Sunday, January 20, 2008

Picks and shovels of the semantic Web want to be free

A lot of people have been asking me over the past week or so, during the beta launch of Tinfinger, what it is about and why we are doing it at all. At the same time, I have been watching a few strands of conversation across the blogosphere which have crystallised my answer to that question. So here it is.

The first hint came with the news the day before we launched that MetaWeb raised US$42 million in Series B funding, making a total investment of US$57 million and causing some industry incredulity. MetaWeb's Freebase is doing something that I hope to do with Tinfinger: creating a freely available semantic Web database of all the world's information (although with Tinfinger we're sticking to the people vertical).

MetaWeb's business model for their flagship product Freebase, stated as somewhat of a vague afterthought in their FAQ, is to charge large corporate users for access to that database, which is licensed as CC-BY meaning that it's free to use with attribution back to the source. Using CC-BY is sensible for some uses - indeed, Tinfinger will do the same for its data and 150-word profile articles - but to me it seems strange for MetaWeb because the economics are all wrong. It makes perfect sense for Wikipedia to use CC-BY, because although they don't allow money to change hands for the production of any of their content, the currency they operate in is PageRank, and CC-BY is arguably the finest PageRank-building mechanism known to man. If you are wondering why Wikipedia is in the top 10 results for just about every search term in Google, look no further than the CC-BY license, because they get links back from every page on the Web which reprints Wikipedia content, of which there are legion. But what does PageRank mean for MetaWeb and Freebase? Freebase is not a destination site. They have not shown the slightest inclination to build landing pages. They display no knowledge of SEO techniques. CC-BY is useless to them.

It is an old cliche that the people who make money out of gold rushes are those selling the picks and shovels. MetaWeb is endeavouring to be the goldpanning equipment vendor for the semantic Web, which is a respectable goal. But how can you turn a dime if there is a place next door which is giving away dynamite for free? Let us be honest about the origins of Freebase, Tinfinger, Google Base, Twine, Spock et al. All such attempts to build the semantic Web have used as the core of their proprietary/licensed database the freely available (or at least freely scrapeable) databases such as dbpedia, ISBNdb, IMDb, IBDb, ITDb, BASE, Cricinfo, all the way to Project Gutenberg. It is my opinion that the economics of the database industry are such that, eventually, most of the important databases will be made available for free online. After a somewhat moribund period in the 90s, storage hardware has been undergoing some very rapid Moore's-Law-style advancements this decade and it will not be long before we have highly affordable solid state drives which are Internet-ready. Cost will not be an issue. It's probably not really an issue right now anyway, it's just a matter of the politics of shoveling huge data silos like SEC filings out from behind corporate paywalls.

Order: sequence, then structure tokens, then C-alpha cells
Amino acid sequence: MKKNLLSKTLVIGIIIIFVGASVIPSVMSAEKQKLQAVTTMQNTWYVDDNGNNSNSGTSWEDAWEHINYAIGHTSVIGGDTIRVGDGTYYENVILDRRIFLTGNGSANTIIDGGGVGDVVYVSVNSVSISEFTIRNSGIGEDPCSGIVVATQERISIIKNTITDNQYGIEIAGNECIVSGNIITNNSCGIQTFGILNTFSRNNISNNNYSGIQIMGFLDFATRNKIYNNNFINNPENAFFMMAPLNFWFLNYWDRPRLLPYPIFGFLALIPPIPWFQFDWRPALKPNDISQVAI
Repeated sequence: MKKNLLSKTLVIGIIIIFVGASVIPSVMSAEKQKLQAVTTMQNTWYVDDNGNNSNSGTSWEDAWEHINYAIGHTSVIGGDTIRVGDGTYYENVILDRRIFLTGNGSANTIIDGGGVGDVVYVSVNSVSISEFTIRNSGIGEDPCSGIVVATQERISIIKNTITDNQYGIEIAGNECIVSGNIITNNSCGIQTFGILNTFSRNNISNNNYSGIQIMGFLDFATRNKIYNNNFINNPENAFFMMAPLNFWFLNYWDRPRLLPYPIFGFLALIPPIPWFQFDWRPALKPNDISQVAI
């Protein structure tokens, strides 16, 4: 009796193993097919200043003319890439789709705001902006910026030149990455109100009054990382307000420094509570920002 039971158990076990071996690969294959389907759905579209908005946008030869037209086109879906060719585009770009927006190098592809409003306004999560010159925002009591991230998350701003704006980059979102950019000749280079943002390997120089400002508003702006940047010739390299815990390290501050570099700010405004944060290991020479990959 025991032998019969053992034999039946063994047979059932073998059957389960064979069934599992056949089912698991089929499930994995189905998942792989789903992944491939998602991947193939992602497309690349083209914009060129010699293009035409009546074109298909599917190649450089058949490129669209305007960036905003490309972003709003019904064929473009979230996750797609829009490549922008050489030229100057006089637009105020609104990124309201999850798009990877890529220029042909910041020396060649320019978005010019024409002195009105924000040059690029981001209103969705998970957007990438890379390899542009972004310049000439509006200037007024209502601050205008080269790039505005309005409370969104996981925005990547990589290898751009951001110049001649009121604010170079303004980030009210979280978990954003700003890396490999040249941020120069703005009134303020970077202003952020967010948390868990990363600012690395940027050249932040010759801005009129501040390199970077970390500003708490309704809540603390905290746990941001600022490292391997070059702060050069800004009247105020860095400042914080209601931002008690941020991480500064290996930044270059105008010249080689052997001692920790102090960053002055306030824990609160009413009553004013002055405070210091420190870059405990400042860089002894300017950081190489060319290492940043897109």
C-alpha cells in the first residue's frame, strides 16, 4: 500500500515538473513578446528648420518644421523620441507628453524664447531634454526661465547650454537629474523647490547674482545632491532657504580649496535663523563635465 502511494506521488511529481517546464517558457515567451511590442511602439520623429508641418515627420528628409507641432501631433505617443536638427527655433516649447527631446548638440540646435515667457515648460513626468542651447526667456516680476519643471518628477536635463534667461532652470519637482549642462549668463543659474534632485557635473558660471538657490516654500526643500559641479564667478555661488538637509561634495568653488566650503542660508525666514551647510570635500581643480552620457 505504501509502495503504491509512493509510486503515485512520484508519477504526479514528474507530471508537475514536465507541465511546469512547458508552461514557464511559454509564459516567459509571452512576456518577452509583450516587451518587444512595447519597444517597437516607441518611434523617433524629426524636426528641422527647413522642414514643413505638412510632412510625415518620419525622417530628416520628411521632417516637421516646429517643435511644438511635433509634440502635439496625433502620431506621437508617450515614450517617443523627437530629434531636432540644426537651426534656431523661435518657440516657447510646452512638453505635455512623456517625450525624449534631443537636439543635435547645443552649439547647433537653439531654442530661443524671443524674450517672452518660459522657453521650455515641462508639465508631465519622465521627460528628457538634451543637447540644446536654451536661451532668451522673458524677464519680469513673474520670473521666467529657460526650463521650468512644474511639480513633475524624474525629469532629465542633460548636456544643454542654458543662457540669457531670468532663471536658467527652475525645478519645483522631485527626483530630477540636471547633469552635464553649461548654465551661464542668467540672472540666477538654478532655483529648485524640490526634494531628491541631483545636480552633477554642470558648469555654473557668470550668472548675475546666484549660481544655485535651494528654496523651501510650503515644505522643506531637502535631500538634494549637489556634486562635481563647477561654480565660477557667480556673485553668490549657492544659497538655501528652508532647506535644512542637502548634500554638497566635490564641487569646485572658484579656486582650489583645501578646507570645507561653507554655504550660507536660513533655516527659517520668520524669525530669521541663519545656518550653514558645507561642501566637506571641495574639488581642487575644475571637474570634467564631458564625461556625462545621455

To my mind, on one side you have MetaWeb, LexisNexis, EDGAR Online and the rest of the cabal who are relying on siphoning micropaid profits from licensing of data when the semantic Web takes off. On the other side, you have... the entire Internet. How can the semantic Web take off when Big Companies are standing in its way? The Internet finds a way around. In this case, it finds how to create its own semantic database, which might not be perfectly crafted or 100% reliable, but in the words of Rich Skrenta "the cheap rickety thing wins in the end".

You may still ask, "But isn't that what Wikipedia is for too?" Wikipedia is a fabulous resource for prose text, but in the area of tagging, MediaWiki was not really built from the ground up to handle it to the extent that a fully-fledged semantic Web application would require. Wikipedia's tag system is ad hoc, bootstrapped and too prone to user error.

This is where I hope Tinfinger can help. I didn't talk up our tagging features very much at launch because the tag data in our system now is mostly adapted from Wikipedia and thus not of the greatest quality - as was rightly pointed out already - but I think that's where the eventual power of Tinfinger will lie, once we implement the full system.

I think it's only fitting that a site such as Tinfinger which builds on top of public domain data sources contributes back to the public domain to the extent that economics allow. We will try to publish as much of our structured data as possible in ways that can help you with your own projects, the same way as Wikipedia allows you to add instant content to your Web pages. With attribution, of course. ;)


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